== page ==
George Taylor has always been friendly to the railroad policy, and acted as secretary to the first meeting that was held at the Planters' House. So popular was he with the people, and possessed in so high a degree, their confidence, that ho was again elected to the Common Council in 1856-'7; and still again in 1859. He always officiated as president of the board.

Until recently the buildings of St. Louis were sadly deficient in height, and to him belongs the credit of creating an era in building. He was the first to have erected a six-story house in St. Louis, and people finding the style to architecture which height necessarily gives, soon followed his example, and buildings commenced to go up, which widely contrasted with the pigmy architecture formerly in fashion. St. Louis for many years had been in want of a first-class hotel, and several attempts had been made to supply the necessity, by meetings, subscriptions of stock, &c., but all of the efforts made resulted in nothing. This public necessity was supplied by Mr. Taylor, who had the spirit and enterprise to build, unsupported, the large structure known as Barnum's St. Louis Hotel, which was two years in building, and reared at a cost of two hundred thousand dollars. He was also the leading spirit who brought into existence the Merchants' Exchange, which was reared on the site of the "Old Market;" and so satisfied were the stockholders of the active part that he took in this particular, that in appreciation of his services, they presented him with a beautiful set of silver as a testimonial, at a cost of $1,000. He was president of the board of trustees who had charge of the building, and still continues in office. When the city was suffering many years ago for a building suitable for a Post Office, he organized an association, of which he was elected president, and built on the place to which the Post Office was removed, on the corner of Second and Chesnut streets.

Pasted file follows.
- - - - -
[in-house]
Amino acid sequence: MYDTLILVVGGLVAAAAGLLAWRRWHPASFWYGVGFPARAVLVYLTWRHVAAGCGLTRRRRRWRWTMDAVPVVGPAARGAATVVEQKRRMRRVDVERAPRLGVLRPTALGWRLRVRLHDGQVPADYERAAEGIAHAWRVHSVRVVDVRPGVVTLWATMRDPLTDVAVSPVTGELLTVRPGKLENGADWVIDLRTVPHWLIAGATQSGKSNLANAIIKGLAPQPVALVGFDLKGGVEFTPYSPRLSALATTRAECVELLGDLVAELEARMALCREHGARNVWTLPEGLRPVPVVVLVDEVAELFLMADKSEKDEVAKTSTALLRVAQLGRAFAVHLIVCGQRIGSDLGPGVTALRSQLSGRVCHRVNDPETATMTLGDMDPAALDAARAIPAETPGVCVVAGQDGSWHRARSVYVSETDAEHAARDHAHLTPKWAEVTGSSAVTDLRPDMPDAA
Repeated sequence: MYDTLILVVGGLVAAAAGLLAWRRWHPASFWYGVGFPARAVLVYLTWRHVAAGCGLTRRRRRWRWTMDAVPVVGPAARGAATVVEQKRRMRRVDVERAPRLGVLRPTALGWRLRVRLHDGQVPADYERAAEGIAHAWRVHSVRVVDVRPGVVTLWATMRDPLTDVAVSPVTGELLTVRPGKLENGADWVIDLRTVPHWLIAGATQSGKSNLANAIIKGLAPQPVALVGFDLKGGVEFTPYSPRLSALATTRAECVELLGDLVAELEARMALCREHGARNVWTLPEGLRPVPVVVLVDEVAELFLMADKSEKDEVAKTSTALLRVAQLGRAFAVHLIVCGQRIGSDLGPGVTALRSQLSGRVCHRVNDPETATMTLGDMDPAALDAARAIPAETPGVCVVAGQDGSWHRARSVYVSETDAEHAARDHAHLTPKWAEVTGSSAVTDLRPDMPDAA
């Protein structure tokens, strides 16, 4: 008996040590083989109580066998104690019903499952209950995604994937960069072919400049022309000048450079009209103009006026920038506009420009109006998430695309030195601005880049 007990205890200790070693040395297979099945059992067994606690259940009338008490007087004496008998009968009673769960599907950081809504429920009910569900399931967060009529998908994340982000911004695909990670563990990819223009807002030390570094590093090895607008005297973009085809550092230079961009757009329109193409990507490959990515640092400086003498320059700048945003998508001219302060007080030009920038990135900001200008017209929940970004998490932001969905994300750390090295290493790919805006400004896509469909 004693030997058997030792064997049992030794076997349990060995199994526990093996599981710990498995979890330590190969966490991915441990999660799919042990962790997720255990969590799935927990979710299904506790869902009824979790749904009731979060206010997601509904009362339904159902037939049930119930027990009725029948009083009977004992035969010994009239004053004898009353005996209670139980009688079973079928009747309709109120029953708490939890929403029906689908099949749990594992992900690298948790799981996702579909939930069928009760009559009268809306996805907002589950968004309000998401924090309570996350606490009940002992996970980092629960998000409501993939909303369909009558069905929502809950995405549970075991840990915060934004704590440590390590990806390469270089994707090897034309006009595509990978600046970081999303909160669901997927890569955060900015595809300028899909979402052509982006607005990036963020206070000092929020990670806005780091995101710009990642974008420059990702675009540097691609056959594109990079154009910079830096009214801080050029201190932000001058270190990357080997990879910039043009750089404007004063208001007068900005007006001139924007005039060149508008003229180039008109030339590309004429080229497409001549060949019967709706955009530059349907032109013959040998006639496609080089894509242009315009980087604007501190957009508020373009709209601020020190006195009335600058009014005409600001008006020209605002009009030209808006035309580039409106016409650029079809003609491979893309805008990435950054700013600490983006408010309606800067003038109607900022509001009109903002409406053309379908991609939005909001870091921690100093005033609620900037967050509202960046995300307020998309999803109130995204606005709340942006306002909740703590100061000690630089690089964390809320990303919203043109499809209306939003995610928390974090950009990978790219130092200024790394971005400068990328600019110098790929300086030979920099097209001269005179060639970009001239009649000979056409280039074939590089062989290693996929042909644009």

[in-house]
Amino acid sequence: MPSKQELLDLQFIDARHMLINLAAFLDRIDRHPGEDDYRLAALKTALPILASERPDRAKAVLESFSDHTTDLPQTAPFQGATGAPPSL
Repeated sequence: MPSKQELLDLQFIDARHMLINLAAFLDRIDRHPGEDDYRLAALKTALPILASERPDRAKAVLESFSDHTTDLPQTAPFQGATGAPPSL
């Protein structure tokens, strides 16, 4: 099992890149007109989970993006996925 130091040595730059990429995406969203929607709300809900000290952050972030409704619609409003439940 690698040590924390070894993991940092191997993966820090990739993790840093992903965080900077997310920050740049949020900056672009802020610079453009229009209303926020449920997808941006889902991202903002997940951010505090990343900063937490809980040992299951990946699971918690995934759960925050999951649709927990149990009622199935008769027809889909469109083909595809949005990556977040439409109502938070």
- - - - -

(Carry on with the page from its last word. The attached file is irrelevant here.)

Mr. Taylor married Miss Theresa L. Paul, August 9, 1846, daughter of Gabriel Paul, and granddaughter of Colonel Auguste Chouteau, so well known in the annals of St. Louis. Since he has been a resident of St. Louis, he has been identified with measures that have been prolific of the greatest good. During the different terms he served in the Common Council, he has been liberal in his municipal policy, and anxious for the welfare of the city. In all public-spirited measures, he has taken a prominent part. Through his efforts and influence, the Merchants' Exchange came into being, and he had the nerve to build, unassisted, Barnum's St. Louis Hotel, when St. Louis greatly needed a public house of that description. He was one of the corporators of the St. Louis Railroad Company, and subscribed to its stock the amount of twenty-five thousand dollars. He is just in the prime of active manhood, eminent for his public enterprise; popular with all classes of citizens; and is now the efficient president of the Pacific Railroad Company.

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Edwards, Richard; Hopewell, M.; Ashley, William; Barry, James G.; Belt and Priest; Casey, John; Hall, W.; Labaum, Louis A.; Leduc, Mary Philip; Lisa, Manuel; O'Fallon, Benjamin; Piernas; Port Folio; Risley, W.; Stoddard, Amos; Williams, Henry W.; Yore, John E. Edwards's Great West and Her Commercial Metropolis, Embracing a General View of the West, and a Complete History of St. Louis, from the Landing of Ligueste, in 1764, to the Present Time; with Portraits and Biographies of Some of the Old Settlers, and Many of the Most Prominent Buisiness Men . St. Louis: Office of Edwards's Monthly, A Journal of Progress, 1860. [format: book], [genre: biography; history; letter; narrative]. Permission: St. Louis Mercantile Library
Persistent link to this document: http://lincoln.lib.niu.edu/file.php?file=edwards.html